Airplane crash of the KLM Douglas DC-2 "Uiver" - Flugzeugabsturz der KLM Douglas DC-2 „Uiver“
The crash of the name "Uiver" baptized Douglas DC-2 of the Dutch airline KLM took place on 20 December 1934 during a severe thunderstorm with heavy rains over the Syrian / Iraqi desert near Rutbah Wells (Iraq). All seven inmates were killed. The cause of the accident remained unclear. It was the first total loss of this type of aircraft.
The crashed Douglas DC-2 "Uiver" with the registration number PH-AJU was the 18th machine of this type with the serial number 1317 from the Douglas Aircraft Company on August 16, 1934, delivered in individual parts to the manufacturer Fokker and finished by them in the Netherlands been. She had two Wright Cyclone SGR 1820-F2 piston engines with 750 hp each. The aircraft had a cruising speed of 290 km / h, a maximum take-off weight of 8.4 t and a range of 1750 km. 
This DC-2 had its great moment in October 1934, when it took second place for KLM in the MacRobertson air race from Mildenhall ( England ) to Melbourne ( Australia ), and at the same time won the handicap classification. The "Uiver" covered the distance in a time of 90 hours and 13 minutes. It was noteworthy that despite an emergency landing in Albury (Australia) in the meantime , during which the cargo had to be unloaded, it was only subject to a De Havilland DH.88 Comet specially designed for this race .  
In the early morning of December 19, 1934, the plane took off from Schiphol-Amsterdam Airport on an extra Christmas mail flight to Batavia . The intention was to break the record Christmas flight of the Fokker F.VIII "Pelican" of December 1933 with this flight . In addition to the four-person crew, there were three passengers and around 350 kg of airmail on board.  The route to Batavia was completed with stopovers, including Marseille , Rome , Athens and Cairo .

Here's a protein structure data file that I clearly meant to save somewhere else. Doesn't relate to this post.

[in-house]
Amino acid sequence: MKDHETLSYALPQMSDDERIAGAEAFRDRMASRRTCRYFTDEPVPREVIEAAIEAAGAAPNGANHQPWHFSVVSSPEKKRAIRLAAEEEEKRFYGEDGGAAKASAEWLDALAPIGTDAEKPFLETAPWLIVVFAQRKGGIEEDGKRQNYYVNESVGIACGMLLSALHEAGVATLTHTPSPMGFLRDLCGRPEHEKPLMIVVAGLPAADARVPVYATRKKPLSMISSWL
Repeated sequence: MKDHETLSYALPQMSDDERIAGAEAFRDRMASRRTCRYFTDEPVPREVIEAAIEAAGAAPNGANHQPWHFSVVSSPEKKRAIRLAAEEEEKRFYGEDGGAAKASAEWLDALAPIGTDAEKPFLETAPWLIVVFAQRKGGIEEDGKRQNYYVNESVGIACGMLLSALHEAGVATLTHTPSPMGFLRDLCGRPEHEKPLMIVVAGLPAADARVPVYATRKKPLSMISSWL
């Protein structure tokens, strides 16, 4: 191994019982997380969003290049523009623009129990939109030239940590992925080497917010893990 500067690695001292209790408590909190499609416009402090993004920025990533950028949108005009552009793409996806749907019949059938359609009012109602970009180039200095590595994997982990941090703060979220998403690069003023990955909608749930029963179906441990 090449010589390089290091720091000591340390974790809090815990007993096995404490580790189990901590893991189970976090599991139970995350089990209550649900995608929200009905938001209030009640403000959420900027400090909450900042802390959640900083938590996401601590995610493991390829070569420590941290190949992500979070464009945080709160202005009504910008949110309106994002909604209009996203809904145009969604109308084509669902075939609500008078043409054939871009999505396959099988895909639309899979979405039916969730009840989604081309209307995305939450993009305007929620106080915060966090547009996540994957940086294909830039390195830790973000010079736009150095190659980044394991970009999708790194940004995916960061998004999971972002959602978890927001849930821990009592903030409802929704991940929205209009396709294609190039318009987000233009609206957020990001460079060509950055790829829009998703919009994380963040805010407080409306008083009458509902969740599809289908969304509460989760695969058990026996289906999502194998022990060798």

At 21:30 UTC (23:30 local time), the "Uiver" took off from Cairo for an onward flight to the east. At this point the crew had not yet decided whether the next stopover would be in Gaza , Rutbah Wells or Baghdad . The pilots decided against landing in Gaza and continued the flight to Rutbah Wells.  At 00:11 UTC, the crew reported for the last time to the Royal Air Force station there .  Half an hour later, the plane was heard by workers at the H.3 pumping station, which is located on the one from Kirkuk to Haifatrending oil pipeline. Then the machine disappeared. 
Bad weather prevented an immediate search for the aircraft. On December 21, an RAF pilot discovered the burned-out wreck about 16 km south of Rutbah Wells in the desert.  The degree of destruction pointed out that the machine was opened at high speed on the ground. In view of the condition of the instruments, it was initially concluded that lightning could have been the cause of the accident. This was later revoked. The Dutch government's investigation report was not published. 
Some facts became known: The cause of the accident was neither a lightning strike, a fire on board nor a technical problem.  The Douglas DC-2 hit with the aircraft nose slightly lowered and on a right bank with the engines running and the landing gear retracted.  The wreck was found in the opposite direction to the planned flight path. This seemed to indicate that the crew had changed course by 180 degrees to avoid the storm. Another explanation would be that the machine went into a spin while flying through the thunderstorm , crashed in an uncontrolled manner and hit in the opposite direction. Because of their relatively small vertical tailthe Douglas DC-2 had poor lateral stability and tended to yaw . Corresponding flight behavior had occurred several times with this type.  It was also assumed that the pilots were overtired at the time of the accident.